The fretboard diagram below shows the notes of the C Major Scale, with the yellow notes indicating the root of the scale.

Minor Diatonic Scale

So, let’s talk about Minor Scales!!!

Just like the Major Scale, we need to pick a starting point, which is our “root/tonic” (name) of the scale and then move around the wheel in a set pattern to get the notes of the scale.

The minor scale has an associated set of intervals that give it that unhappy character. The concept to grasp here is that the sound of each note in the chromatic scale does not give the scale its character. It’s actually the intervals between them that do this. Your brain automatically recognises the intervals between the notes and that is the basis of harmonic music.

We’re going to go through the most commonly used Minor Scale, the natural minor.

The intervals for a natural minor scale, starting from the root, are Tone; Semitone; Tone; Tone; Semitone; Tone; and Tone. Each note in the scale is also given a reference name which is the ‘Scale Degree’ i.e. Tonic, Supertonic etc. See the image below to get more of an idea of this.

A Minor Scale

The A minor scale is the simplest to understand as there are no sharps or flats within it. The figure below shows how the notes in the A Minor scale are taken from the chromatic scale of all possible notes. The notes are A, B, C, D, E, F, and G; easy to remember right? Do you notice a similarity with the C Major Scale?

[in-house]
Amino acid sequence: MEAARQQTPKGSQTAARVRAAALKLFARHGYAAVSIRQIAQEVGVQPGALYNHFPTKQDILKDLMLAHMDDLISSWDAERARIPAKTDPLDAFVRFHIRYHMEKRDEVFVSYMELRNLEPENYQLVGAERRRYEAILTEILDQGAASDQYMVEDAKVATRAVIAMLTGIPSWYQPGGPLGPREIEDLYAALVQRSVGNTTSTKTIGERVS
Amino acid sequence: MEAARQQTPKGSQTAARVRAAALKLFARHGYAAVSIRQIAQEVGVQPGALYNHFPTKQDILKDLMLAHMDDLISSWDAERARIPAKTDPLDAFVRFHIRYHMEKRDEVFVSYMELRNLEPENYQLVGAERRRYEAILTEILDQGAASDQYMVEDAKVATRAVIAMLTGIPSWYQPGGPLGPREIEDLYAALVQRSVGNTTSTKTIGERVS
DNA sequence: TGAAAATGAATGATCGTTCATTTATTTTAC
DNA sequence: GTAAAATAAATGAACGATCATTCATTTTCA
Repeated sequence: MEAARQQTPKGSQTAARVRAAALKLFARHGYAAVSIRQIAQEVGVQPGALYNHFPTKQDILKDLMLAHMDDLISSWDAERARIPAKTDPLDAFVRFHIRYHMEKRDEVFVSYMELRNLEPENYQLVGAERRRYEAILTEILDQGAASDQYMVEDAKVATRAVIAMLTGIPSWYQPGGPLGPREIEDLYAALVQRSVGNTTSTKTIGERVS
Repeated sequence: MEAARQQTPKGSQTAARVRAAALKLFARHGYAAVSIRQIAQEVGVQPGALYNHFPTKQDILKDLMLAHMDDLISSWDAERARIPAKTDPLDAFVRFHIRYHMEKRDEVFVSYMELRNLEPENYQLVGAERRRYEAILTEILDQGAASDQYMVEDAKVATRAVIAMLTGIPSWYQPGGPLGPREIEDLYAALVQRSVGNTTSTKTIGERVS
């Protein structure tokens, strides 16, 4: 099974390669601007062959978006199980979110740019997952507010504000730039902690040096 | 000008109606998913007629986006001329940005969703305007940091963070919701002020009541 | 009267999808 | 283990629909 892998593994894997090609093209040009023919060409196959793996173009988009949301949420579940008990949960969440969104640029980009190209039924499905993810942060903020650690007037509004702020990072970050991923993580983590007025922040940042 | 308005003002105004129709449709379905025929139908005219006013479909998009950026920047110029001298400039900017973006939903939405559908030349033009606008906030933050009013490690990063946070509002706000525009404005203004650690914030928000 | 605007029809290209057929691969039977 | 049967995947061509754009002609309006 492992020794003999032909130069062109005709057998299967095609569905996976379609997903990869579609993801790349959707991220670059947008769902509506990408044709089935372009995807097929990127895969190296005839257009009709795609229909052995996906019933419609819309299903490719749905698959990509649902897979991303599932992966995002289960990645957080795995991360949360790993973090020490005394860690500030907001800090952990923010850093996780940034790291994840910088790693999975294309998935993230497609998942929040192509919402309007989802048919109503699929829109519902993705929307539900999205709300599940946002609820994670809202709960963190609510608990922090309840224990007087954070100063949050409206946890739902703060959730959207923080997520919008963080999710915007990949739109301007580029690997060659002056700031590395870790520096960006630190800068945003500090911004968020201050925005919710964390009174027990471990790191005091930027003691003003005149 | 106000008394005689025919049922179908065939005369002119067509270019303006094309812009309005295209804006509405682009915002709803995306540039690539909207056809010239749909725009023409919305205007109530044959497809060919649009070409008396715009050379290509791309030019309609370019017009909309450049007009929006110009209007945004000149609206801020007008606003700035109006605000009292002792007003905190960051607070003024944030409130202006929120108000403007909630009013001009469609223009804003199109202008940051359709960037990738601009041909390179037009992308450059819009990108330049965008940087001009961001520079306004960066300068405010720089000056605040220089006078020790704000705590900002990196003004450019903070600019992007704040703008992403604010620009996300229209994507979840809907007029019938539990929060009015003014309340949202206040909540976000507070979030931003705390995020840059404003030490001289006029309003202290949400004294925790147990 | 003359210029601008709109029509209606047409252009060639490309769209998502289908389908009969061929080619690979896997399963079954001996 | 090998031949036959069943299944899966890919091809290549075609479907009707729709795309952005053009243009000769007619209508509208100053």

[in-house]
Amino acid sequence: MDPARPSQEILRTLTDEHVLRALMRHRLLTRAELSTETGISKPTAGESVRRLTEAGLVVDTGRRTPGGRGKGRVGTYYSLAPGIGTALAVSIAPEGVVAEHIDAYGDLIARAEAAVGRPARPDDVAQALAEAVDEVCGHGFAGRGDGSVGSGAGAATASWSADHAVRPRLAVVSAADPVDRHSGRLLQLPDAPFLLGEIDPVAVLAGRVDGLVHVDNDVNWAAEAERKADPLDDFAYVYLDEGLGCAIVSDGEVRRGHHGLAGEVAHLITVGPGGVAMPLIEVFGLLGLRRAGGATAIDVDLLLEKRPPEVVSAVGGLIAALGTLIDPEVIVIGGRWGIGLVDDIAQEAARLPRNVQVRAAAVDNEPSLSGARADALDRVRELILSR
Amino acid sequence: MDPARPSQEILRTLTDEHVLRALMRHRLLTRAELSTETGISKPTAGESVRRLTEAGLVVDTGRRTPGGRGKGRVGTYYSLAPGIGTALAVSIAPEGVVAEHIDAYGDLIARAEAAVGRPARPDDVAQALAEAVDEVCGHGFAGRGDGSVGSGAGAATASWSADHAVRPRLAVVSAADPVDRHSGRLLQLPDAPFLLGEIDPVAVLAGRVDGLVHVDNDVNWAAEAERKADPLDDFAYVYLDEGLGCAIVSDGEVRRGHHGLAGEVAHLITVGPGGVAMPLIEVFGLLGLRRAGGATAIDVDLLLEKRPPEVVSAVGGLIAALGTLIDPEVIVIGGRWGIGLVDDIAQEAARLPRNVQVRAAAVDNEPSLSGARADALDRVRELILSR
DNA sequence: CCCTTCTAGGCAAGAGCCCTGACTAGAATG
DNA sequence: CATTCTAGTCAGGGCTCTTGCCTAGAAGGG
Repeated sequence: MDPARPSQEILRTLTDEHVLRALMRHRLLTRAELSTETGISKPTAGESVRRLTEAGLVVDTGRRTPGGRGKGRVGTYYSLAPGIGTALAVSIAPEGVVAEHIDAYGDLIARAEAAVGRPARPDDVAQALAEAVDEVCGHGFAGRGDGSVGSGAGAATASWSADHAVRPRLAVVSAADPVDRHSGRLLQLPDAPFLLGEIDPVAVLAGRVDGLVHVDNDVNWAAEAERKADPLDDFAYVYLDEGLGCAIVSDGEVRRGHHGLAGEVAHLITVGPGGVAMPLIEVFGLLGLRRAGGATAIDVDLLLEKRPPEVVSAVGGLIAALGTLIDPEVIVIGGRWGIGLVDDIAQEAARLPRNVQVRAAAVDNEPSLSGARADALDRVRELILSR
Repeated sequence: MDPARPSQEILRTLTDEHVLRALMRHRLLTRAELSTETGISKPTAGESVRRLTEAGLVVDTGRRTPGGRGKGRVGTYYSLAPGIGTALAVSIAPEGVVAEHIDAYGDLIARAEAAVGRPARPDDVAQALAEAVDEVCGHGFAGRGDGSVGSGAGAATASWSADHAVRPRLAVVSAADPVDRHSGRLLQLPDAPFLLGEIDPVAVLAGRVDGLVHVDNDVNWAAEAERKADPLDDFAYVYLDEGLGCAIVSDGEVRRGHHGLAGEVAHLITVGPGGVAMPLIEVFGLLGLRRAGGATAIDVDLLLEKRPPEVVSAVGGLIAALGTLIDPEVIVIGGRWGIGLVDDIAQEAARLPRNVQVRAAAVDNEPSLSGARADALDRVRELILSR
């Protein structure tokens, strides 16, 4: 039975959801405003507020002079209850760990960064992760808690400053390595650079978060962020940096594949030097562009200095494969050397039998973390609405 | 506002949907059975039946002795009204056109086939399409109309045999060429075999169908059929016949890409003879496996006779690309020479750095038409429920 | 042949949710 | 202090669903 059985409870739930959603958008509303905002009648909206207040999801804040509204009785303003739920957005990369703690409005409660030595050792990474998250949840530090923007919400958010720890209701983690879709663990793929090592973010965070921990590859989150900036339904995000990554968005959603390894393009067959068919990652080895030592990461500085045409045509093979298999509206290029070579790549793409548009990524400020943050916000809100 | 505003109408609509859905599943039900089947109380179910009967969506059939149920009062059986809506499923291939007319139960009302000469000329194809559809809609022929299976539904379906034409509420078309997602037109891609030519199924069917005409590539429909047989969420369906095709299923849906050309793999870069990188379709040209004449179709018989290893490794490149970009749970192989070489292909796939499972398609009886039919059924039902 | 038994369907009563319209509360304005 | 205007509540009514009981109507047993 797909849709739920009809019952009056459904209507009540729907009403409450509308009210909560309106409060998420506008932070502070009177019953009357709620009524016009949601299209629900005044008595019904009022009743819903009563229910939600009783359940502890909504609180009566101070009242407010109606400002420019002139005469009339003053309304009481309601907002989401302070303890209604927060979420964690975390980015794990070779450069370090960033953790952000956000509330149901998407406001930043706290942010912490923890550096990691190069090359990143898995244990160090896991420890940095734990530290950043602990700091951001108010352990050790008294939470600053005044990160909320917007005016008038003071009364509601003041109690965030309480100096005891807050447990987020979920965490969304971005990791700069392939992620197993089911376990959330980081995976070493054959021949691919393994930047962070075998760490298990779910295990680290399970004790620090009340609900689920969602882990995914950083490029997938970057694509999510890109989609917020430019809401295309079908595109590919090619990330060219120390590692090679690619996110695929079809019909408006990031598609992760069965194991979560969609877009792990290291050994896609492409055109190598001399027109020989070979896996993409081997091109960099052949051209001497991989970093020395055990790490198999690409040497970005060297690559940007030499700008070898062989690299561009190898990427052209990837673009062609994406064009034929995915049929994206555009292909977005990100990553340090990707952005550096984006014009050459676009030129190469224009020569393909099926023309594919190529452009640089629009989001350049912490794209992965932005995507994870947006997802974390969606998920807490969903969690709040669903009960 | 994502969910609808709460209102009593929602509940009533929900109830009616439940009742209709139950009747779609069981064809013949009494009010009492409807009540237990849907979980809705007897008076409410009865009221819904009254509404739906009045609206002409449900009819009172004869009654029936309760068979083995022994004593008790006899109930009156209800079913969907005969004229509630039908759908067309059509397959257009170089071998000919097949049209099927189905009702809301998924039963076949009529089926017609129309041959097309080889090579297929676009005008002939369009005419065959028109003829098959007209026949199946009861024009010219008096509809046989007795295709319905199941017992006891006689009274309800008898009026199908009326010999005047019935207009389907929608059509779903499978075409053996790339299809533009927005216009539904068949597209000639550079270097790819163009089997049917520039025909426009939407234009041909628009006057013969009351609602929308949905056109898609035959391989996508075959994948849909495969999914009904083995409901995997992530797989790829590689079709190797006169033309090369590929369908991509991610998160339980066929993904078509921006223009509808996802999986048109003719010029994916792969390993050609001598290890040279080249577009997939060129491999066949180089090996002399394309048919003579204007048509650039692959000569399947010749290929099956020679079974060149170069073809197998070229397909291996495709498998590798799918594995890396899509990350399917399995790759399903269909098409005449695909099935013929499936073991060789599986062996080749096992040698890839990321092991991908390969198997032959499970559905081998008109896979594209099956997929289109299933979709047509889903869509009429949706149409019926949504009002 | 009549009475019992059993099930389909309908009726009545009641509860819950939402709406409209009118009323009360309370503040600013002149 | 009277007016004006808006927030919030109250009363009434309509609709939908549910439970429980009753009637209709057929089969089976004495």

A Minor Scale Fretboard Example

The fretboard diagram below shows the notes of the A Minor Scale, with the yellow notes indicating the root of the scale and blue notes the rest of the scale.

Major Pentatonic Scale

What is this scale?

The major pentatonic is a simpler version of the major scale. So, if you already know the major scale then you probably don’t need to know the pentatonic version. Pentatonic scales are used by beginners or those instances where you’re not too sure what notes to play over a chord progression, taking the dissonant notes out of the equation, i.e. the ones that are harder to fit in harmonically.

The Major Pentatonic is the notes 1, 2, 3, 5, and 6 of the Major Scale.

C Major Pentatonic Scale Notes

In the instance of the C Major Pentatonic Scale, we’re looking at notes C, D, E, G, and A.

C Major Pentatonic Scale Fretboard Example

The fretboard diagram below shows the notes of the C Major Pentatonic Scale. The root notes are in yellow and the rest of the scale in green. The remaining blue notes show the remaining C Major Scale notes that aren’t in the C Major Pentatonic Scale.